Business and customer awareness – understanding the drivers for business success – including the importance of innovation, taking calculated risks, the need to provide customer satisfaction and to build customer loyalty

Problem solving – analysing facts and situations, applying creative thinking to develop appropriate solutions

Communication and literacy – ability to produce clear, structured written work, oral literacy, including listening and questioning

Numeracy – general mathematics awareness and its application in practical contexts, confidence tackle maths problems in the workplace

Application of information technology – IT skills including word processing, spreadsheets, file management, and use of internet search engines


“33% of graduating students wish they had chosen a different course such as a more scientific/technical course or a business based course or a professional vocation”

Source: CIPD “Value of a Degree” 2006

change is inevitable
Change is inevitable

UK Economy

  • “For over a decade we have piled deficit upon deficit, mortgaging our children’s future for the convenience of the present”
  • A crisis that will get worse for future generations
  • “The UK is awash with debt – corporately, personally and at the country level. The country will hit 100% of GDP in interest-bearing debt somewhere round about 2014” Jon Moulton
  • “You and I, as individuals, can, by borrowing, live beyond our means, but only for a limited period of time. Why, then, should we think that collectively, as a nation, we’re not bound by that same limitation?”
change is inevitable18
Change is inevitable

UK Funding for HE

  • The current funding model for Universities is older than the NHS
  • Price Waterhouse Cooper study shows that 41 Universities ran deficits through the “boom years” 2004-2008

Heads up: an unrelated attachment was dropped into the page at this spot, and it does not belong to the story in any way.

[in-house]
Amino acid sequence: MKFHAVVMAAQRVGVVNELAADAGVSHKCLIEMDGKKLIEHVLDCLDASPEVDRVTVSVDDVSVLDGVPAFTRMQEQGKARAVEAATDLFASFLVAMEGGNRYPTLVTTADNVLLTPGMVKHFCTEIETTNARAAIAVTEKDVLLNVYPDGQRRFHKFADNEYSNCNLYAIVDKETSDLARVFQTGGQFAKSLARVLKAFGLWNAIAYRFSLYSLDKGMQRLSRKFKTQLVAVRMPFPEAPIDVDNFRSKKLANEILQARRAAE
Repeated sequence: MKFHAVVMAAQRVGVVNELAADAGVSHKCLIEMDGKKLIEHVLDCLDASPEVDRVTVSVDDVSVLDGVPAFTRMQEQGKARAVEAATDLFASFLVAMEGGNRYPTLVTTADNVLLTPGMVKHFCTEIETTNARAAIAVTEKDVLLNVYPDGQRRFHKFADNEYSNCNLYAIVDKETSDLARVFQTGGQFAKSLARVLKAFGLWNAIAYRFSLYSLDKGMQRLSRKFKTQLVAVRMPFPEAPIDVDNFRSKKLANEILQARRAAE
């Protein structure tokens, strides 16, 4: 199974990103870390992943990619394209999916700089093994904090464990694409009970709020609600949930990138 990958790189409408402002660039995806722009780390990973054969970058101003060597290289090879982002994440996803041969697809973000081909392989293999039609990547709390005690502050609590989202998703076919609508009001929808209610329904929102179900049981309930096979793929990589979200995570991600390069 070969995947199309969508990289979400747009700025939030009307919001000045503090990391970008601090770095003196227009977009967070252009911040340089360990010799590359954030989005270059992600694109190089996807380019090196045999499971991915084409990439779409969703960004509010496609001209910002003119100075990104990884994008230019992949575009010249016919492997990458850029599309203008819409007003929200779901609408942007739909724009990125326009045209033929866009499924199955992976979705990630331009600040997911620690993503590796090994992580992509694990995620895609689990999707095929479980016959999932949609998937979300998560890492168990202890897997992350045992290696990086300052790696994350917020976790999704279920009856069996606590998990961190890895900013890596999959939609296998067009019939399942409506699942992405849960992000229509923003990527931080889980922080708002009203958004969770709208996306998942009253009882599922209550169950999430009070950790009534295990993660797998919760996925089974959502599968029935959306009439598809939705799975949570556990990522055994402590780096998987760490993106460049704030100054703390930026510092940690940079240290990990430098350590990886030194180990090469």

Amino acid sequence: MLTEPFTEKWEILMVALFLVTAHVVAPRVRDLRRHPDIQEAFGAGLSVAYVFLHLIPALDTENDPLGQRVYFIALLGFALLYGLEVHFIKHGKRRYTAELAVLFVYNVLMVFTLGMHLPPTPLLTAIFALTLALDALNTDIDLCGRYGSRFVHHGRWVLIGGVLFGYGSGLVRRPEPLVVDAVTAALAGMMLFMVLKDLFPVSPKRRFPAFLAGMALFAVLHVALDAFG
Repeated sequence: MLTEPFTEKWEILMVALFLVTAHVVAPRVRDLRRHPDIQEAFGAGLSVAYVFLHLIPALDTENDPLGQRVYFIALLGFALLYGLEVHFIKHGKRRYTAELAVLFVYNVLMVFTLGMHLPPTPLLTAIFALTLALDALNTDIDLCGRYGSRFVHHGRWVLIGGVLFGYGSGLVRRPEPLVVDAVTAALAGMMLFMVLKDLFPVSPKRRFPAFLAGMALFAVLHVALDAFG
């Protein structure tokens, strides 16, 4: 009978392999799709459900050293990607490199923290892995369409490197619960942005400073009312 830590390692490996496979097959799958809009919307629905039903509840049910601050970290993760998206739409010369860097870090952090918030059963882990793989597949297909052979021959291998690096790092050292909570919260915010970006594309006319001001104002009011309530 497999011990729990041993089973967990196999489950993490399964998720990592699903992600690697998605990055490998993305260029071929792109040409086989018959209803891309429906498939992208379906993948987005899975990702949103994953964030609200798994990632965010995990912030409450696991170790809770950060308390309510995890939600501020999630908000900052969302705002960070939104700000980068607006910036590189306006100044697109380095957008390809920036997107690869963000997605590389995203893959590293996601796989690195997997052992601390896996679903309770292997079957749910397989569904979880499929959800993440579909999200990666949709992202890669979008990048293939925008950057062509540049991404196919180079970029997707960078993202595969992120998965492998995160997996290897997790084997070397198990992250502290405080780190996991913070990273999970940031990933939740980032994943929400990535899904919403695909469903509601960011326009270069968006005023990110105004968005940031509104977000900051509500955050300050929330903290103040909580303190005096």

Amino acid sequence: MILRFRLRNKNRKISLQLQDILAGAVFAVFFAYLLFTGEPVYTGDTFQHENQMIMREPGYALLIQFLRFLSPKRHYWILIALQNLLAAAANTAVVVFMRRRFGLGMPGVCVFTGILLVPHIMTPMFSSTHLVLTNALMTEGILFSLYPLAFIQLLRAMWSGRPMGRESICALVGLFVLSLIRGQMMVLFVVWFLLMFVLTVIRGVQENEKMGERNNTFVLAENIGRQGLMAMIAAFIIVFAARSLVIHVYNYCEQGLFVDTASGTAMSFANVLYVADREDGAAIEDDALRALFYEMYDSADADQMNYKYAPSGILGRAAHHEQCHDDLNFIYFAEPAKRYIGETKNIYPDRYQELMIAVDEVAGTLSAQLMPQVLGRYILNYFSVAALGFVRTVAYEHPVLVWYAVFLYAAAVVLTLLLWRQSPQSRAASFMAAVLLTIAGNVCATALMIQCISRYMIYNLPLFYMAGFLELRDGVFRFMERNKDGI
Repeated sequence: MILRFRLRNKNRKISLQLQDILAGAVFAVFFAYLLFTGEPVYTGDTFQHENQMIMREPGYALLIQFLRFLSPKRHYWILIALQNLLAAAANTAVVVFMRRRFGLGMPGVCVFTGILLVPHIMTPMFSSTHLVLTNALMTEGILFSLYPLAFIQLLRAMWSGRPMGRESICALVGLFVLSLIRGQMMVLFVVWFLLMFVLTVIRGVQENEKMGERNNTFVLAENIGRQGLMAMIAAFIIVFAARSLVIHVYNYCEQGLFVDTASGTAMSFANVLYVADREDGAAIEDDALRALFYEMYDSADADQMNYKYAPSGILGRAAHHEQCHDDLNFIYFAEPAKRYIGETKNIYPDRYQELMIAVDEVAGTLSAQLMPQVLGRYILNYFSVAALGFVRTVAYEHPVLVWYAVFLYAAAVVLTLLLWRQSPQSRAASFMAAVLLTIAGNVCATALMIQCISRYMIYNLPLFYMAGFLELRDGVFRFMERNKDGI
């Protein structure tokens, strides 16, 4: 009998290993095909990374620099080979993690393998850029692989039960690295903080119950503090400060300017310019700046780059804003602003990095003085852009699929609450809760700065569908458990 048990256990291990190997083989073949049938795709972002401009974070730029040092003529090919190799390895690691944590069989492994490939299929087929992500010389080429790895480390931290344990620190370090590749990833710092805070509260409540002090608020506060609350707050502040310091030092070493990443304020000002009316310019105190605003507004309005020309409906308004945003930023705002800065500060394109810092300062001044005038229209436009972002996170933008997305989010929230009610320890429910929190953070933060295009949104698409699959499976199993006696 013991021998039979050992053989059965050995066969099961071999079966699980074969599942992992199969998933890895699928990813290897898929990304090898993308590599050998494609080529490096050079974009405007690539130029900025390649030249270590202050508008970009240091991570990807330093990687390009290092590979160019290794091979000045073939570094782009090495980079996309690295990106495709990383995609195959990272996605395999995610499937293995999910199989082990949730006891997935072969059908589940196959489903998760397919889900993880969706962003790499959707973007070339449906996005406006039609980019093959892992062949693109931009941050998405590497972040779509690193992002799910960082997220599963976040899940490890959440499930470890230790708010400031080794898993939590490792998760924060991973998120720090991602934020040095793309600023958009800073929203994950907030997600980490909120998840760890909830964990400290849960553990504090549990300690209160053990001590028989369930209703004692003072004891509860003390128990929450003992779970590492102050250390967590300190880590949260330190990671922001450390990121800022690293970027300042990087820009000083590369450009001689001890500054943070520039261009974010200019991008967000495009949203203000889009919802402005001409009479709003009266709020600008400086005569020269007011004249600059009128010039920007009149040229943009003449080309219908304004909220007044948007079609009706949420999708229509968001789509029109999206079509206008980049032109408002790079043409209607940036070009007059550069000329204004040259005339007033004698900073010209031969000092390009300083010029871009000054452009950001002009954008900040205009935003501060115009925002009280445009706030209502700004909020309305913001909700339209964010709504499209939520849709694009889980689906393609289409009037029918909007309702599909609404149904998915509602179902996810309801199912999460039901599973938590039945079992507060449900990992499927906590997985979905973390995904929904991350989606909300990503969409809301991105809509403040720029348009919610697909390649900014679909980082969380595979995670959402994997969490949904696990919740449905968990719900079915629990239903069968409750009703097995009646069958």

• Some universities have contingencies for only 12-14 days operation
  • 1 University is already spending next year’s HEFCE hand out to pay salaries
  • Mergers have not necessarily been the answer (London Met)
  • More radical cuts in funding are on their way - Institute of Fiscal Studies (a further £1.6 billion by 2013)
full time job servicing others and chasing public funding
Full-time job servicing others and chasing public funding

60% of funding from the public purse

40% from the


UK is below the OECD average on HE expenditure as a % of GDP and the 9th lowest country for the amount of private spending on HE

Ministerial team

58 educational quangos

7 research councils

23 sector skills councils

30 Lifelong Learning Networks

Professional Bodies/Institutes


abandoning the 50 participation target
Abandoning the 50% participation target ?

*Source: OECD 2009 At a Glance Data: Education Directorate

  • No – how can a knowledge economy compete?
  • Last year record numbers of UK applicants were turned away from University, this year it could be even worse
  • UK university graduation rates for young people graduating with a first degree is below the OECD average*
  • 30% of the total UK work force have a graduate level qualification
  • The % of 15-19 year olds NOT in education or employment in the UK is the 2nd highest of all the 29 OECD developed countries, only Turkey is worse*
  • The UK is below the OECD average for developed nations in terms of the % of population completing upper secondary education*
the future
The future?

“Stronger Together: Business and Universities in turbulent times” 2009, CBI

  • BPP offers undergraduate degrees at the top up level fee
    • BPP neither receives nor asks for any funding from HEFCE
    • BPP’s model involves 12-16 hours contact teaching per week in maximum class sizes of up to 18
    • Degree can be completed in 2-7 years (BPP teaches through the summer term)
    • Professional employed faculty teaching professionally relevant degree programmes
    • “subsidies should go to those most in need” (CBI Proposal)
    • “Government needs to welcome greater private sector involvement in the sector provided it delivers high-quality provision and value for money” (CBI proposal)
  • Here to stay!